◐ Book Name: Dear Theo: The Autobiography of Vincent Van Gogh
◐ Author: Vincent Van Gogh
Vincent Van Gogh is often known as the loneliest, most tormented artist in history, but most people familiar with art history also know that he had a close relationship with his younger brother Theo, to whom he wrote one letter every single night. Theo died only six months after his brother, after which, Theo’s wife compiled Vincent’s letters to her husband, immortalising their bond forever.
I have just finished reading part two of Dear Theo, which covers the years 1881-1883. During this period, Vincent’s mental state seems to have begun deteriorating. He is somewhat losing the wonder and optimism with which he once saw the world, gaining an air of cynicism in its place.
It is also during this time he begins to devote more of his time to art, deciding it as the path he chooses to follow. So begins a time of discouragement, as he is not considered a true artist by those around him, and writes of how remarks like this grieve him. Besides Theo, he does not have the support of his family.
From his letters, I gather Van Gogh is not only one with a deep well of emotion but also one that plunges completely into what he is passionate about and does not hold back. He creates art for the sake of capturing the world through his eyes. Though he does attempt to sell his work, he also refuses to compromise his art for the sake of saleability.
It is heartbreaking to me to see how genuine Vincent is, yet how unappreciated this is by the people around him. His parents scold him for not making a true living and needing to rely on others for means. A mentor in art tells him he is no artist. He begins to describe depressive episodes. Yet still he pursues art and constantly seeks to improve himself.
His values are at odds with the world’s values, and for this, he suffers for the rest of his life. If only more people treasured the things worth treasuring, perhaps the world would be a kinder place.
Not that I shall become anything extraordinary, but ‘ordinary,’ and then I mean by ordinary that my work will be sound and reasonable, and will have a right to exist, and will serve to some end.
But my intellectual passions were strong, and I mean thereby that without asking anything in return, I only wanted to give, not to receive. Foolish, wrong, exaggerated, proud, for in love one must not only give but also take, and reversing it, one must not only take, but also give.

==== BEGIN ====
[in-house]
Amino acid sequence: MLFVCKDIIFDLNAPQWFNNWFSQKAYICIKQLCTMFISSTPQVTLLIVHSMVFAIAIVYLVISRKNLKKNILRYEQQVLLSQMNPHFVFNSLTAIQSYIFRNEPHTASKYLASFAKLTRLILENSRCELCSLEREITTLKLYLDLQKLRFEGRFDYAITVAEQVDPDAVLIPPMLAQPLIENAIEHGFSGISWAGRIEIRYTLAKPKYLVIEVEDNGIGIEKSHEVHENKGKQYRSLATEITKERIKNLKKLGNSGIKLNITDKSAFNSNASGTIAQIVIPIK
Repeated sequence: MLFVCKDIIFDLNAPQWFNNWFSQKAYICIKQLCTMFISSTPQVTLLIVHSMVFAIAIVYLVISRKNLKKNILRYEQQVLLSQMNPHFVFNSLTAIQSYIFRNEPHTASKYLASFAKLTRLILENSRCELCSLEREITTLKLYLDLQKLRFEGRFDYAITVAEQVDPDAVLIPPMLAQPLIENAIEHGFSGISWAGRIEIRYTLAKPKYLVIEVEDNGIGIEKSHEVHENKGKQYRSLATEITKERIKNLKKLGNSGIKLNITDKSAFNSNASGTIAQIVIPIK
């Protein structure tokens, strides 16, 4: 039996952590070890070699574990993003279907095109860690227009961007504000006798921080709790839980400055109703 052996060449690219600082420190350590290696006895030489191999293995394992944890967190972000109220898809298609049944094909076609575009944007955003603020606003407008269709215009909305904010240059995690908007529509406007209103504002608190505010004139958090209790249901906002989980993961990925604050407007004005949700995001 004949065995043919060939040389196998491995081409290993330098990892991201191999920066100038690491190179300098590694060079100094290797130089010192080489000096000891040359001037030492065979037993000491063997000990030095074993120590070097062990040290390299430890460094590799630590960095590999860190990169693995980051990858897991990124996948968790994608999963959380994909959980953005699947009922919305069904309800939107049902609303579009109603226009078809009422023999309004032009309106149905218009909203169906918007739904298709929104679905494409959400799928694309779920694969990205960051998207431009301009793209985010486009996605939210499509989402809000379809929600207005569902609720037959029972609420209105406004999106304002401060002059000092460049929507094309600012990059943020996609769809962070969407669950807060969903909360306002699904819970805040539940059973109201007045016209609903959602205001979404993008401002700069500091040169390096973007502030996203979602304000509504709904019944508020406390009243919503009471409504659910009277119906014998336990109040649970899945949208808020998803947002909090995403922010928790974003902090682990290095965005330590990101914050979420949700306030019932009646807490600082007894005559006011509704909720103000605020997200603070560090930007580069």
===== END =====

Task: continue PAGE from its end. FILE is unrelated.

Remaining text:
It cannot be denied that food and drink and sleep are not enough for a man, but that he longs for something nobler and higher; ay, he positively cannot do without it.
We who try our best to live, why do we not live more?
What would life be if we had no courage to attempt anything? It will be a hard pull for me; the tide rises high, almost to the lips and perhaps higher still, how can I know? But I shall fight my battle, and sell my life dearly, and try to win and get the best of it.
But I am so angry with myself because I cannot do what I should like to do, and at such a moment one feels as if one were lying bound hand and foot at the bottom of a deep dark well, utterly helpeless.
It has always seemed to me that when an artist shows his work to the public, he has the right to keep to himself the inward struggle of his own private life (which is directly and fatally connected with the peculiar difficulties involved in producing a work of art). It is very improper for a critic to dig up a man’s private life when his work is above reproach.
Look here, in my opinion all politeness is founded on good-will towards everybody, founded on the necessity felt by everyone who has a heart in his bosom, of helping others, of being of use to somebody; finally, the need one feels of living with others and not alone.
Either through figures or through landscapes I wish to express not sentimental melancholy, but serious sorrow. In short, I want to reach so far that people will say of my work: He feels deeply, he feels tenderly–notwithstanding my so-called roughness, perhaps even because of it.